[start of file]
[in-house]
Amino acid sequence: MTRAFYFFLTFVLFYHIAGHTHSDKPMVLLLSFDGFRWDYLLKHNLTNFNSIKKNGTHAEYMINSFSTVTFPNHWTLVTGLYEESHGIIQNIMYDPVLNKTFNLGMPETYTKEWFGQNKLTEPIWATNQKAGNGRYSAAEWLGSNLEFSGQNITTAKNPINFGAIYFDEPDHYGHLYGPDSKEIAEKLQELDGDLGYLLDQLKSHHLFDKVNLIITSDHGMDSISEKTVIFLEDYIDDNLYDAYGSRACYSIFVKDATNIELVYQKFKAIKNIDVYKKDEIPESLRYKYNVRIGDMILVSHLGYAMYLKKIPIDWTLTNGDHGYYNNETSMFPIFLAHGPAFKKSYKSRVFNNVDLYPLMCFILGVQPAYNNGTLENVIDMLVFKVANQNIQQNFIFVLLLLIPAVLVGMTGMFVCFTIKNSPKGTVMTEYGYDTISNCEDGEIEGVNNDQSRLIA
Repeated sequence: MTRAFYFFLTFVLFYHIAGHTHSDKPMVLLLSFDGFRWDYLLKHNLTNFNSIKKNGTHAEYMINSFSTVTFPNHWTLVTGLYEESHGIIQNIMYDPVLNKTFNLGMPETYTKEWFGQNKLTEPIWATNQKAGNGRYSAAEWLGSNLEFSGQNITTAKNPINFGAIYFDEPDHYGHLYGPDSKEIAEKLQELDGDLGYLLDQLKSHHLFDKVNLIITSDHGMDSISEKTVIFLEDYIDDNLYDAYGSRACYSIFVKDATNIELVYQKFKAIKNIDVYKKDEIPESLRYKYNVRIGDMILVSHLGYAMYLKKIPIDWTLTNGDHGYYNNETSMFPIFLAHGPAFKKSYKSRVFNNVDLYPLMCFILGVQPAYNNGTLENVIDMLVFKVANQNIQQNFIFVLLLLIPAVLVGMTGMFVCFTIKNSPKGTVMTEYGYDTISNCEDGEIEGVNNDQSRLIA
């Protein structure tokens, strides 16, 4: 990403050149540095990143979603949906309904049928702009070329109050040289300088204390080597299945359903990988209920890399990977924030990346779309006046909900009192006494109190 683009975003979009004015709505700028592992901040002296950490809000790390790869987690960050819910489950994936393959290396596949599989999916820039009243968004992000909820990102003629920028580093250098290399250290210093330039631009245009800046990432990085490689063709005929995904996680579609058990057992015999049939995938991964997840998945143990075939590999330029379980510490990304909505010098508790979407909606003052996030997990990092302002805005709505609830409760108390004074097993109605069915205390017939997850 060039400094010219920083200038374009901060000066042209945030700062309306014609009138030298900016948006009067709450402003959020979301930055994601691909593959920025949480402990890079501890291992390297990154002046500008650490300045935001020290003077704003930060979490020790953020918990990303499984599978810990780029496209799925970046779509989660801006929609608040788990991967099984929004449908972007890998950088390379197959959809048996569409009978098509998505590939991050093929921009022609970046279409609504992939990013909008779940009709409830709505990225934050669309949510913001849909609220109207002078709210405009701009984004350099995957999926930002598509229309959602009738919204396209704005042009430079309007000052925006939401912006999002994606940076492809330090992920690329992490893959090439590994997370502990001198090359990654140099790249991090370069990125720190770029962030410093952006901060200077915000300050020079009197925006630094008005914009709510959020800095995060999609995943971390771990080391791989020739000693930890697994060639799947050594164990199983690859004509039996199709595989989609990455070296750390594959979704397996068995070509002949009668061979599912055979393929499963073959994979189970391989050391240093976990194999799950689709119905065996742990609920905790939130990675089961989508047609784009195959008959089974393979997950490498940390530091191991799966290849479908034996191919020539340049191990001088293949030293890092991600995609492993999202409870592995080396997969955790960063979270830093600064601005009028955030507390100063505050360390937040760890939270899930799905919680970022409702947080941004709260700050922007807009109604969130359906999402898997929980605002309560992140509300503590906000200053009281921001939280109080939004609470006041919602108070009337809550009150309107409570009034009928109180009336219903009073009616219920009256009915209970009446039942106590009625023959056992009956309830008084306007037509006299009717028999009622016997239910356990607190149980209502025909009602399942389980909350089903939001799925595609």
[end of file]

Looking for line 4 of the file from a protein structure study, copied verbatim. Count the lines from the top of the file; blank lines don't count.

């Protein structure tokens, strides 16, 4: 990403050149540095990143979603949906309904049928702009070329109050040289300088204390080597299945359903990988209920890399990977924030990346779309006046909900009192006494109190 683009975003979009004015709505700028592992901040002296950490809000790390790869987690960050819910489950994936393959290396596949599989999916820039009243968004992000909820990102003629920028580093250098290399250290210093330039631009245009800046990432990085490689063709005929995904996680579609058990057992015999049939995938991964997840998945143990075939590999330029379980510490990304909505010098508790979407909606003052996030997990990092302002805005709505609830409760108390004074097993109605069915205390017939997850 060039400094010219920083200038374009901060000066042209945030700062309306014609009138030298900016948006009067709450402003959020979301930055994601691909593959920025949480402990890079501890291992390297990154002046500008650490300045935001020290003077704003930060979490020790953020918990990303499984599978810990780029496209799925970046779509989660801006929609608040788990991967099984929004449908972007890998950088390379197959959809048996569409009978098509998505590939991050093929921009022609970046279409609504992939990013909008779940009709409830709505990225934050669309949510913001849909609220109207002078709210405009701009984004350099995957999926930002598509229309959602009738919204396209704005042009430079309007000052925006939401912006999002994606940076492809330090992920690329992490893959090439590994997370502990001198090359990654140099790249991090370069990125720190770029962030410093952006901060200077915000300050020079009197925006630094008005914009709510959020800095995060999609995943971390771990080391791989020739000693930890697994060639799947050594164990199983690859004509039996199709595989989609990455070296750390594959979704397996068995070509002949009668061979599912055979393929499963073959994979189970391989050391240093976990194999799950689709119905065996742990609920905790939130990675089961989508047609784009195959008959089974393979997950490498940390530091191991799966290849479908034996191919020539340049191990001088293949030293890092991600995609492993999202409870592995080396997969955790960063979270830093600064601005009028955030507390100063505050360390937040760890939270899930799905919680970022409702947080941004709260700050922007807009109604969130359906999402898997929980605002309560992140509300503590906000200053009281921001939280109080939004609470006041919602108070009337809550009150309107409570009034009928109180009336219903009073009616219920009256009915209970009446039942106590009625023959056992009956309830008084306007037509006299009717028999009622016997239910356990607190149980209502025909009602399942389980909350089903939001799925595609």